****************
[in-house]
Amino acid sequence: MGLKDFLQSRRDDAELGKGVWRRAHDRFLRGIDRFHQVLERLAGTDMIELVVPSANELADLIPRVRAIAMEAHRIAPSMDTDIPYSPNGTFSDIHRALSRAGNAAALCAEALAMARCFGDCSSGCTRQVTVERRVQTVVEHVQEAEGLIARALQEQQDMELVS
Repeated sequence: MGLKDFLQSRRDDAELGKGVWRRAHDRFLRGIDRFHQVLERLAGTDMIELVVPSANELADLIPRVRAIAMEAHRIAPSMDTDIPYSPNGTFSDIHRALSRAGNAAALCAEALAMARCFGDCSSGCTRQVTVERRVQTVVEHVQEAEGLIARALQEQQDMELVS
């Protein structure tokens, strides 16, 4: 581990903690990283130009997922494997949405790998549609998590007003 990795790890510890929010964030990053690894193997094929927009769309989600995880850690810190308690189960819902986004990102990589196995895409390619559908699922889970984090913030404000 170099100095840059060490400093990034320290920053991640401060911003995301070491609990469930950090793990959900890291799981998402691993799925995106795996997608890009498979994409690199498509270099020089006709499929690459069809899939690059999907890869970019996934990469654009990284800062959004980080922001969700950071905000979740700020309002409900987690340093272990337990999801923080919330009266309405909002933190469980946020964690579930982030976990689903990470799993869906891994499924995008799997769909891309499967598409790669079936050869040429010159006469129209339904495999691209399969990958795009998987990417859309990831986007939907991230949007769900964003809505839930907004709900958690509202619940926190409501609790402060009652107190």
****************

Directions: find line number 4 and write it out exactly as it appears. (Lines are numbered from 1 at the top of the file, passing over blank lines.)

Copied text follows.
């Protein structure tokens, strides 16, 4: 581990903690990283130009997922494997949405790998549609998590007003 990795790890510890929010964030990053690894193997094929927009769309989600995880850690810190308690189960819902986004990102990589196995895409390619559908699922889970984090913030404000 170099100095840059060490400093990034320290920053991640401060911003995301070491609990469930950090793990959900890291799981998402691993799925995106795996997608890009498979994409690199498509270099020089006709499929690459069809899939690059999907890869970019996934990469654009990284800062959004980080922001969700950071905000979740700020309002409900987690340093272990337990999801923080919330009266309405909002933190469980946020964690579930982030976990689903990470799993869906891994499924995008799997769909891309499967598409790669079936050869040429010159006469129209339904495999691209399969990958795009998987990417859309990831986007939907991230949007769900964003809505839930907004709900958690509202619940926190409501609790402060009652107190």